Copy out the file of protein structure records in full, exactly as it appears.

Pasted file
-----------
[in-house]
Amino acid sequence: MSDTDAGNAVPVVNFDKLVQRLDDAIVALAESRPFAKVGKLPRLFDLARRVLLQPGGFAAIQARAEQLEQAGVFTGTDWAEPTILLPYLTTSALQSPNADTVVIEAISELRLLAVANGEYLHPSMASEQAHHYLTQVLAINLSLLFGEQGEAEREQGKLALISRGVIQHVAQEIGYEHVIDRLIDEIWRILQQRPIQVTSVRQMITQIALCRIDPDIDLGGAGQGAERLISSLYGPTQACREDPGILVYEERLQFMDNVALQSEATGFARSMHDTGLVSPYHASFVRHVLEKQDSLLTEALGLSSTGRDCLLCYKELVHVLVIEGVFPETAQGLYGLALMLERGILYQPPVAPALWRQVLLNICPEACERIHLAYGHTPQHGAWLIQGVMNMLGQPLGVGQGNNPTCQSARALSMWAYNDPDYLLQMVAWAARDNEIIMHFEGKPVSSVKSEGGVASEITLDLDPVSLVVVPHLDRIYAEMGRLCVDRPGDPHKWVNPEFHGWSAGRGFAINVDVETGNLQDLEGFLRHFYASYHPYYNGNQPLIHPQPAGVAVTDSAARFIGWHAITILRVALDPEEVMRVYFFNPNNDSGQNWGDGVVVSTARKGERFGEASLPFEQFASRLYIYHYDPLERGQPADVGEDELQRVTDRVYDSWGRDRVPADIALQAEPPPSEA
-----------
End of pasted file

[in-house]
Amino acid sequence: MSDTDAGNAVPVVNFDKLVQRLDDAIVALAESRPFAKVGKLPRLFDLARRVLLQPGGFAAIQARAEQLEQAGVFTGTDWAEPTILLPYLTTSALQSPNADTVVIEAISELRLLAVANGEYLHPSMASEQAHHYLTQVLAINLSLLFGEQGEAEREQGKLALISRGVIQHVAQEIGYEHVIDRLIDEIWRILQQRPIQVTSVRQMITQIALCRIDPDIDLGGAGQGAERLISSLYGPTQACREDPGILVYEERLQFMDNVALQSEATGFARSMHDTGLVSPYHASFVRHVLEKQDSLLTEALGLSSTGRDCLLCYKELVHVLVIEGVFPETAQGLYGLALMLERGILYQPPVAPALWRQVLLNICPEACERIHLAYGHTPQHGAWLIQGVMNMLGQPLGVGQGNNPTCQSARALSMWAYNDPDYLLQMVAWAARDNEIIMHFEGKPVSSVKSEGGVASEITLDLDPVSLVVVPHLDRIYAEMGRLCVDRPGDPHKWVNPEFHGWSAGRGFAINVDVETGNLQDLEGFLRHFYASYHPYYNGNQPLIHPQPAGVAVTDSAARFIGWHAITILRVALDPEEVMRVYFFNPNNDSGQNWGDGVVVSTARKGERFGEASLPFEQFASRLYIYHYDPLERGQPADVGEDELQRVTDRVYDSWGRDRVPADIALQAEPPPSEA